In the past week on both sides of the world referees have come under the spotlight in the game of football. Mark Clattenburg in England for allegedly using inappropriate language to a player, and in Australia for being conned by diving players and being too quick to blow; an accusation that most imports have said is killing the A-League. Certainly there is no doubt that in Australia referees need to let hard challenges go unpunished, it is supposed to be a man’s game after all.
It was interesting to read this week the comments of Swindon Town Manager and West Ham legend Paolo di Canio in his column for the BBC his views on the current state of refereeing.
In his column di Canio states, “When it comes to technology, including recording referees, I would cancel all the new rules and technologies they have brought in over the last 10 years and try to make people behave like they used to. Maybe the players used to be rougher in those days but they were more genuine. The new rules and systems brought about a change in attitude, meaning many players do not behave in a genuine way.Unfortunately, television has in some way destroyed everything. Football is completely a business show now, not a sport.”
The two players in Australia speaking out about refereeing are two of the most genuine in the game, playing the game with honesty and hard, Perth Glory’s Jacob Burns and Wellington Phoenix’s Andrew Durante.
There are few who can argue with the sentiment that football is now a business, and in Australia far too much of the emphasis seems to be on the business side of the game rather than the game itself. How often do we hear from players, managers, the FFA et al about the fans and the crowd? We have players and clubs constantly claiming they have the best fans, and how good they were, we have the FFA and the clubs constantly bombarding us with the crowd figures, the viewing figures and what number clubs need to break even. The average fan could not care less about such statistics, these are for the administrators to worry about and sort out. Fans want to hear about football, tactics, player news and the like, not crowd figures, they go to the games, they know what the atmosphere was like and roughly how many were there. It smacks of administrators trying to justify their positions and almost promoting the fact that they are doing their job. How sad is it that two seasons ago at one A League club the players were briefed to mention the fans and the crowd at every press conference, in the hope that it would entice more people through the gate? That is not a player’s job, that is the marketing department’s role. Sadly in the business of football today the lines are frequently blurred.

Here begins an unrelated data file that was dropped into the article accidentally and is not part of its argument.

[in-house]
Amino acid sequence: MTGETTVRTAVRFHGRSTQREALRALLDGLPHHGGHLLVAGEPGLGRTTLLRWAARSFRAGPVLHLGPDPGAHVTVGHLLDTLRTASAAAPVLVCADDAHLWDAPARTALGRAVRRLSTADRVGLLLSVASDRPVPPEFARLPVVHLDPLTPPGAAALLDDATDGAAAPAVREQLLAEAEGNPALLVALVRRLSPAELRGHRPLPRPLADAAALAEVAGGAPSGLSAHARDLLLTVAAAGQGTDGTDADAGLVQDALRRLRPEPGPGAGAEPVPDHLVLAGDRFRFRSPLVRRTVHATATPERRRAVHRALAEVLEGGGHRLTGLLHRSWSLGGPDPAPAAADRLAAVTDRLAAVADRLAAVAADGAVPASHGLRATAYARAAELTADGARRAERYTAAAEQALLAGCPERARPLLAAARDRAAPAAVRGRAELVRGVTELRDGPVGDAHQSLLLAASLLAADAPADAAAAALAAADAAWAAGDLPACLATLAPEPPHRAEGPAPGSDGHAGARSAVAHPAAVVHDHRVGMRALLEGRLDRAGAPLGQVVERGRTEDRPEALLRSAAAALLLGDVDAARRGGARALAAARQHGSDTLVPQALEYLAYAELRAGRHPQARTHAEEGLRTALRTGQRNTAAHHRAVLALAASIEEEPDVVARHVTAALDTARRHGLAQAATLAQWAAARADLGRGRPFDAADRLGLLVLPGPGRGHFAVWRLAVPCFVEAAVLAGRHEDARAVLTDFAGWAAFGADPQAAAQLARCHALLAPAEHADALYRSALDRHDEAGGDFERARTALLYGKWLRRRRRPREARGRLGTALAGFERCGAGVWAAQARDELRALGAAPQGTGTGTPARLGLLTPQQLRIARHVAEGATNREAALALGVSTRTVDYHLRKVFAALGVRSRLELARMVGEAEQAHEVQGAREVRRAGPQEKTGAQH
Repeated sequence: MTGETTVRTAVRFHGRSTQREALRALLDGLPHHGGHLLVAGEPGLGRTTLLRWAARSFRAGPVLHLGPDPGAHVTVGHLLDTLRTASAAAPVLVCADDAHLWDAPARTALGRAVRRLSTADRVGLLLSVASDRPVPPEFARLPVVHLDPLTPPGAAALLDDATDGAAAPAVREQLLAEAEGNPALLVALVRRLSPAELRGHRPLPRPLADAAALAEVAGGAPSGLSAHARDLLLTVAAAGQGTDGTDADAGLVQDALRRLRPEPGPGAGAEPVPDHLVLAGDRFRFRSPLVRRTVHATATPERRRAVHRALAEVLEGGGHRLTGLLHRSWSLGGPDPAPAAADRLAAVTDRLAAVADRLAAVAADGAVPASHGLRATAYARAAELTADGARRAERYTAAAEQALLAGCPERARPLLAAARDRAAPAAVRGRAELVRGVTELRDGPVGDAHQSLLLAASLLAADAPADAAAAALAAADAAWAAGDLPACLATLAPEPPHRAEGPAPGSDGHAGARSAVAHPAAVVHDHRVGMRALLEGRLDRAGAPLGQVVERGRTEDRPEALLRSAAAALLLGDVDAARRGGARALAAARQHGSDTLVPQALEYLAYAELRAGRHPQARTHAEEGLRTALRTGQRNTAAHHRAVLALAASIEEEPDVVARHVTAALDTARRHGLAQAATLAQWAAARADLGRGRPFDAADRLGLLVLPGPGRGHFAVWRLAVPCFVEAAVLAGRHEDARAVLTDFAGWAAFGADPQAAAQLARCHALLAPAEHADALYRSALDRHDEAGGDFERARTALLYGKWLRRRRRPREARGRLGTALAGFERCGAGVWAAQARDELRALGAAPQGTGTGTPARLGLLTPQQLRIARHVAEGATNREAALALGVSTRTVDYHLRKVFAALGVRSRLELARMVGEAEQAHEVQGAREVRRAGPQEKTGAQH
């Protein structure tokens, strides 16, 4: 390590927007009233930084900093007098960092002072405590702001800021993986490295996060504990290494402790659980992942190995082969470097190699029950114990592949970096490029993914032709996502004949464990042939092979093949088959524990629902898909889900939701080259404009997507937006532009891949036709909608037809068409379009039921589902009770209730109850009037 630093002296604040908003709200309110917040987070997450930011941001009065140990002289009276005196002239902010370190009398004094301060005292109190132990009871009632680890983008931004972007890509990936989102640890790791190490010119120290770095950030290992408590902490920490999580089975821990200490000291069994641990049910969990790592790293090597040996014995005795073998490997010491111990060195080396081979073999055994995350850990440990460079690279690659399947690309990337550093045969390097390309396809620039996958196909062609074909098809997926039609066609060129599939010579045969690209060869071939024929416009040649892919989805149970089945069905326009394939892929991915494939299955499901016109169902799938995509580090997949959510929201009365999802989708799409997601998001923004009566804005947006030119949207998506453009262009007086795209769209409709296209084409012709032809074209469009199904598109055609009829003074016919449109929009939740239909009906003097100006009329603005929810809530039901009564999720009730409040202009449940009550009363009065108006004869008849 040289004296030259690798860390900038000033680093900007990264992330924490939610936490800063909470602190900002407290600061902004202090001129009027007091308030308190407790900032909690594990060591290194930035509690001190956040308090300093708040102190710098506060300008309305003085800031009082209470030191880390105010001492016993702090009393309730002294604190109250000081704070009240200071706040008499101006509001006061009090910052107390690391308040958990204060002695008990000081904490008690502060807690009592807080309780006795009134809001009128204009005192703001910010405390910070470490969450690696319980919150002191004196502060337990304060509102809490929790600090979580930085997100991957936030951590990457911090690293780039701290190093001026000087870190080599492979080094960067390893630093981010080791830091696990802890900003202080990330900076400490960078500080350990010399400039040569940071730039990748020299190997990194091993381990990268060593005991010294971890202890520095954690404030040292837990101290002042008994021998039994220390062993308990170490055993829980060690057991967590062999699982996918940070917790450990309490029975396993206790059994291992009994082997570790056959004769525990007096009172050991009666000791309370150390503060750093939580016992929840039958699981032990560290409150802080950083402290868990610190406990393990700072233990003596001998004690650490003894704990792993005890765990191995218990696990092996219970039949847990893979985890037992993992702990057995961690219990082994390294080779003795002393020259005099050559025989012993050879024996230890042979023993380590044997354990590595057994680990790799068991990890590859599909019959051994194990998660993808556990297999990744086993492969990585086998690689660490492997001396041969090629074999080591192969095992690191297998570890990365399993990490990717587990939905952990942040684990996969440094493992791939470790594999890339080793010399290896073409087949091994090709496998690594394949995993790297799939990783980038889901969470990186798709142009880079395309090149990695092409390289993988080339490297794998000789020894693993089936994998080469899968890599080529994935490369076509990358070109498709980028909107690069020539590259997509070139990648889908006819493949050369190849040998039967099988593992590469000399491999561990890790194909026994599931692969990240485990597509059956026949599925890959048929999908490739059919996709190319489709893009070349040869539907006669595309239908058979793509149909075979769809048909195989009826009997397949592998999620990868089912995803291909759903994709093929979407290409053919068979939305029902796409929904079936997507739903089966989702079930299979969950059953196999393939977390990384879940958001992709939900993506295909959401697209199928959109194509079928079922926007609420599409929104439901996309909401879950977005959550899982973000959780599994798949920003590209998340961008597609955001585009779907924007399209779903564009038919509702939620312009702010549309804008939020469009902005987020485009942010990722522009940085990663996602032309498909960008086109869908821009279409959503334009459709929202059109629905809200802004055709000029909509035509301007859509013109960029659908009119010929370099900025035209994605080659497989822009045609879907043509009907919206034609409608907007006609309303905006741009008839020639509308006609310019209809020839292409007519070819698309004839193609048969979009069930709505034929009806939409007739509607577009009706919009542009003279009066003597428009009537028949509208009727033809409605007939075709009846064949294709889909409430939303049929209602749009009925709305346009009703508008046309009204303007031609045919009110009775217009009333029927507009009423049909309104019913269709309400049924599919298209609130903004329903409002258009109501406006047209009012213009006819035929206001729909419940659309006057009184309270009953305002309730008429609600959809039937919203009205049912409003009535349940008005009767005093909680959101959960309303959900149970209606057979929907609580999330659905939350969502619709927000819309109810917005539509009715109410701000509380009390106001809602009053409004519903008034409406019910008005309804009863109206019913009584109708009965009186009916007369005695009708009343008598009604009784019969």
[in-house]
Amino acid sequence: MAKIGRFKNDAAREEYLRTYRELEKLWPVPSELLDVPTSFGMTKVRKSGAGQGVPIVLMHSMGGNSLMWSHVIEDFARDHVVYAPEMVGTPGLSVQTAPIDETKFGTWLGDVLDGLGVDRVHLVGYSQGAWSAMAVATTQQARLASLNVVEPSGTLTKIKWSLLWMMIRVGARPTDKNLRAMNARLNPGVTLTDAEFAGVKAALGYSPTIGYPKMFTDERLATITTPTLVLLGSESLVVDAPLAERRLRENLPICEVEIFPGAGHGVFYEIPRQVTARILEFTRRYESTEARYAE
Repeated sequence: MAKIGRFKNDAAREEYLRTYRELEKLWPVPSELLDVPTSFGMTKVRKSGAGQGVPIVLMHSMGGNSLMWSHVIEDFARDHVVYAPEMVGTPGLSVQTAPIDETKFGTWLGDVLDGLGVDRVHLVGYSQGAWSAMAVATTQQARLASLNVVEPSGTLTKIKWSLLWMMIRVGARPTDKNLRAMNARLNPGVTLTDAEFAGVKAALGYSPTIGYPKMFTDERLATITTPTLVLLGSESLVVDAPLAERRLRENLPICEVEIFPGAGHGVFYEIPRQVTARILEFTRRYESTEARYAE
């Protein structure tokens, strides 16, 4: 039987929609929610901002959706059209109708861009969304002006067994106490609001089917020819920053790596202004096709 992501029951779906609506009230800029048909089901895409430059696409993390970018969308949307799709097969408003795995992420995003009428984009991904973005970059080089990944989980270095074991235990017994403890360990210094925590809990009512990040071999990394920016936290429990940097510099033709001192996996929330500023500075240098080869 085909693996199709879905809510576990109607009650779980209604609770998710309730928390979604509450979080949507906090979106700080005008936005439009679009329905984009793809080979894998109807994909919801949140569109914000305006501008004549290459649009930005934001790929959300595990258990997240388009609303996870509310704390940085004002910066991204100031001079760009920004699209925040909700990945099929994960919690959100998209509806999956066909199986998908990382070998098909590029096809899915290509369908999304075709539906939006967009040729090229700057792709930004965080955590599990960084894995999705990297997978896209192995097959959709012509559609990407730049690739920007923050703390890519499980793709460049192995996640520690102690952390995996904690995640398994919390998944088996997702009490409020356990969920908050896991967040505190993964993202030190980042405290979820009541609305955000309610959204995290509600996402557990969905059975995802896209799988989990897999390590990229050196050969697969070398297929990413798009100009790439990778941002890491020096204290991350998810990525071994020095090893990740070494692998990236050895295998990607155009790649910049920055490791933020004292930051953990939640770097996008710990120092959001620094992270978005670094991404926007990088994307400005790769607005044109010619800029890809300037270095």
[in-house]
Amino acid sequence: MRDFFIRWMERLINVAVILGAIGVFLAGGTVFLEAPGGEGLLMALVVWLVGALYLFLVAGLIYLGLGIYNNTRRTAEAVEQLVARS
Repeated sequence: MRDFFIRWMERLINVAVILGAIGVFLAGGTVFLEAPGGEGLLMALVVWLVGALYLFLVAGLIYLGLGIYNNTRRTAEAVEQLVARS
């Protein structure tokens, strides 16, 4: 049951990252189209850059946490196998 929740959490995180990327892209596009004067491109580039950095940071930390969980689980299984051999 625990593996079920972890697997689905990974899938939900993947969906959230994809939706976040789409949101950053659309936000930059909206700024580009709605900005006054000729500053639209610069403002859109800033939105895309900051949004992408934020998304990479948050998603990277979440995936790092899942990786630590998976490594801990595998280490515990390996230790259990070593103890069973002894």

Di Canio continues in his column focussing on how players have changed in the modern game and also the way the game is covered, and he laments the changes.
“Players behave like they are actors not athletes. They are thinking about their look. They head the ball and instead of looking to see if they scored, they immediately put their hair back in place. That happened 10 years ago in Italy and I could not imagine England would fall into the same trap. They are thinking about fashion and how to appear when they go on the pitch. I am an old romantic and I would cancel it all and go back to how football was in the 1970s. It is no longer about the football and that drove me mad in Italy. Every sports programme would talk about everything off the pitch and did not talk about the technical ability or the good plays.In England, it used to be that 99% of the time they would discuss tactics and ability, but now it seems to be 75% about the referee and racism.”
He is right, and the pre-match handshake which is purely a PR exercise with little genuine feeling behind it has in fact put the spotlight more on issues between players and teams than taking the spotlight off of them.
There is no denying that football is big business, but it is time the focus went back on the game itself, the tactics and the skill of the players. Maybe it is also time that the players went back to having a bit of banter with the referee, and there was a mutual respect for each other, rather than the man in the middle being cast as judge and executioner. Referees should certainly not be ‘miked up.’ That has been tried, and the language used by the players towards the officials was picked up and hence the idea was abandoned. Some things should remain on the pitch, just as the dressing room should remain private. If you continually break down these barriers and reveal all, you lose the mystique, and there should always be ‘that unattainable’ as a fan, that is what makes all sport so fascinating. Watching others do what most of us can only dream of doing.